I’d finally figured out the art of revising novels, and what made a novel not just good, but ready. My YA dystopian, which was titled Poison then, had the best hook I’d ever come up with and characters that sucked me into their head. To this date, despite my BOOK 5 being the book that got a shit ton of requests and landed me my agent, I still have the softest corner for Poison. I went through a lot with that book.

Five Dimensions got rejected by the publisher in October. I resumed writing Poison in December. I have my brother Manas to thank for helping me get over the terrible writers’ block I had for the story. He had the genius idea to make Poison into a dual timeline novel, and it changed everything. I rewrote the entire novel. Poison had originally just been the past timeline, so I completed that by the first week of January, and then started to draft the present timeline. I’ve had multiple beta readers for my book tell me the timelines seamlessly blended with each other, and that was because I already knew my characters’ pasts when I sat down to write the present timeline. Take that as a tip for writing dual timelines, if you will.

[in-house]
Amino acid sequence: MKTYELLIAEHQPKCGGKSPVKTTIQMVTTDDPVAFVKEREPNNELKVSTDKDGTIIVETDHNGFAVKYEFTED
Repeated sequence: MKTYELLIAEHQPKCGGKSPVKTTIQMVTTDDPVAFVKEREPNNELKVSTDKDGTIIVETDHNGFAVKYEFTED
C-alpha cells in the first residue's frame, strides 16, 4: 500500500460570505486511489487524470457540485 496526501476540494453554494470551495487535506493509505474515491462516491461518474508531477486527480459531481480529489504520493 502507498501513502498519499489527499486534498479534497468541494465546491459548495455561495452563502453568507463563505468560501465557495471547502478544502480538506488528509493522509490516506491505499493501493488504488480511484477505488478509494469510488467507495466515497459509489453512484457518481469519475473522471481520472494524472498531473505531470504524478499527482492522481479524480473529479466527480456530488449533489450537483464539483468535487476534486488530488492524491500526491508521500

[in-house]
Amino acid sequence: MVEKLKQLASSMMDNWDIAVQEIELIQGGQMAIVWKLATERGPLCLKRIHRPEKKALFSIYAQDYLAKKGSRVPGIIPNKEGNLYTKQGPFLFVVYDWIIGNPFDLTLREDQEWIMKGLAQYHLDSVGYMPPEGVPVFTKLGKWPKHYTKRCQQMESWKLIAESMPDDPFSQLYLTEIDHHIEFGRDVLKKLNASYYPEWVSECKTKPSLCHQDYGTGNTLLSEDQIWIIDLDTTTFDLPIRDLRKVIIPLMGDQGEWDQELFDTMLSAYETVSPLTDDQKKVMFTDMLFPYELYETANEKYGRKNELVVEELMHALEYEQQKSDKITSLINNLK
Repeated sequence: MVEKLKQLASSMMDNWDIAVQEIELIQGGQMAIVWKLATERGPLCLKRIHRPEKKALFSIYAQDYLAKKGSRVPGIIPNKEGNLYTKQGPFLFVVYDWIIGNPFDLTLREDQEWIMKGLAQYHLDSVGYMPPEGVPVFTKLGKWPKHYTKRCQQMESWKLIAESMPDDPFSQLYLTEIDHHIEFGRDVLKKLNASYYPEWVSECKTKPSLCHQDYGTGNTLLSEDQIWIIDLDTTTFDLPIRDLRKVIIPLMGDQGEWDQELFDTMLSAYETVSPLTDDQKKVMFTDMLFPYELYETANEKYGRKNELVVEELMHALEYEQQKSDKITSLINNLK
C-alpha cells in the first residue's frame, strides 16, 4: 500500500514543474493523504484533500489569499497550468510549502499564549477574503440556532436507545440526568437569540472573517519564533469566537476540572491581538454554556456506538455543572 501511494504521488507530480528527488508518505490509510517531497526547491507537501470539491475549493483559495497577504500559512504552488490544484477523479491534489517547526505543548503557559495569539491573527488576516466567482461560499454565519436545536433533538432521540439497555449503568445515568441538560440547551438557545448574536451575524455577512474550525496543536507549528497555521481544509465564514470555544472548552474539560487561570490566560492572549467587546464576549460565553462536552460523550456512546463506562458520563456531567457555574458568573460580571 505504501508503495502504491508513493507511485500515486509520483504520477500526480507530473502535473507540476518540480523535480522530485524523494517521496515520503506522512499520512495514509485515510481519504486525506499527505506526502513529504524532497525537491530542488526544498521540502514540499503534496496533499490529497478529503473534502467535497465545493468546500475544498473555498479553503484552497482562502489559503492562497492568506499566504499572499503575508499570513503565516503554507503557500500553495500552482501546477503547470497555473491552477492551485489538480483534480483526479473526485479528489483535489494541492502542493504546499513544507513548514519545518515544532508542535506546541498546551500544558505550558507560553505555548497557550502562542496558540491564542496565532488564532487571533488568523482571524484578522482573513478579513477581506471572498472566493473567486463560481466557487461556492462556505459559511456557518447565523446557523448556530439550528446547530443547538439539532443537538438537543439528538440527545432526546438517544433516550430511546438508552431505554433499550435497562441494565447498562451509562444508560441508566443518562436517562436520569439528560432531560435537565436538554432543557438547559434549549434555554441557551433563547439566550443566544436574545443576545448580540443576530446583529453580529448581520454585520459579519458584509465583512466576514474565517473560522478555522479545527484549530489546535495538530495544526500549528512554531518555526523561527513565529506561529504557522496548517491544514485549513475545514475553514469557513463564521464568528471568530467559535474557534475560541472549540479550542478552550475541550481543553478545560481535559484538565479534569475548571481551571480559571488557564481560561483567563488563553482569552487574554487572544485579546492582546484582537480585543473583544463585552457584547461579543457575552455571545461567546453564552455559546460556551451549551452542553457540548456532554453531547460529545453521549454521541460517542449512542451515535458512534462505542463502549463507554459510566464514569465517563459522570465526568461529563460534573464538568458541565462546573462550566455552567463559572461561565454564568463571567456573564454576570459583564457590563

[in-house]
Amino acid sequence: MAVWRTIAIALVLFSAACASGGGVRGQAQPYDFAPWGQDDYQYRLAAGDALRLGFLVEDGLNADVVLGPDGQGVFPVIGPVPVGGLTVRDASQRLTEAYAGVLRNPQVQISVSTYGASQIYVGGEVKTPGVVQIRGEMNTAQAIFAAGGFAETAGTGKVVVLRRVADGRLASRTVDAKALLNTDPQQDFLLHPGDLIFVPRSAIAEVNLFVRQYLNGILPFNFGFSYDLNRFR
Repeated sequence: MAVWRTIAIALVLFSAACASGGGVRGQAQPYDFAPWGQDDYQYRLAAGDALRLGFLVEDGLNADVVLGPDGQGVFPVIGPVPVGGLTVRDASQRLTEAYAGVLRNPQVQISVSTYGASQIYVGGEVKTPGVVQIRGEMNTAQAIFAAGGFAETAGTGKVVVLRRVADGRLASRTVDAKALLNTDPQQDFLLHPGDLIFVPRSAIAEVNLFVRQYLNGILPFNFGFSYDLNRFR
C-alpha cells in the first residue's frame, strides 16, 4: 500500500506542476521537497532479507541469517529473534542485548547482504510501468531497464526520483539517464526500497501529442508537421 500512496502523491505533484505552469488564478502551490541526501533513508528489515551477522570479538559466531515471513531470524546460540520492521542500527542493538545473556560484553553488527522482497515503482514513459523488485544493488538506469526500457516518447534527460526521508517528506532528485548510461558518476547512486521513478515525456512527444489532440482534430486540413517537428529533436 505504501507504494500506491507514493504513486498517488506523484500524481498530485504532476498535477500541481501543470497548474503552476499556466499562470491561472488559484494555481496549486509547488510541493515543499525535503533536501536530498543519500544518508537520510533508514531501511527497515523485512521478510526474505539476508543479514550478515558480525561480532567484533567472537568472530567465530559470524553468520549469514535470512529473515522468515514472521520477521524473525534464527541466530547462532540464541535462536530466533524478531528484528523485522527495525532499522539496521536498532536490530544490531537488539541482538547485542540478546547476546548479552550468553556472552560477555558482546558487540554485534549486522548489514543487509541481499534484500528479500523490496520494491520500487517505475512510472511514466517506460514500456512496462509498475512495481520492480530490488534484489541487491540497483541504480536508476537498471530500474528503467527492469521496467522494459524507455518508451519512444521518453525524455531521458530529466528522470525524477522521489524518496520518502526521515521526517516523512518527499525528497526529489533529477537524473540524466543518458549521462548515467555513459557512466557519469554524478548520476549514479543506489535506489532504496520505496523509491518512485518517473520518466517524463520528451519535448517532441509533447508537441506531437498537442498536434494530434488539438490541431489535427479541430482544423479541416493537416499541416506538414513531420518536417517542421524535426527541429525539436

You might’ve seen me talk about Waida and Rafe on Twitter, the main character and the love interest of Poison. I’d been in Waida’s head for quite a while now, and I just…god, I’ve never written a complex character like her. It took a toll on me to get myself out of her head and connect to my other WIPs, because I’d been sucked so deeply into her dark, twisted mind. Poison is the darkest thing I’ve written, and I guess I sort of channelled my sadness from what was happening in the world, to having to shelve Five Dimensions. It was so dark I knew it couldn’t fit into YA, but I wasn’t sure about the adult market, so I initially queried it as a YA novel.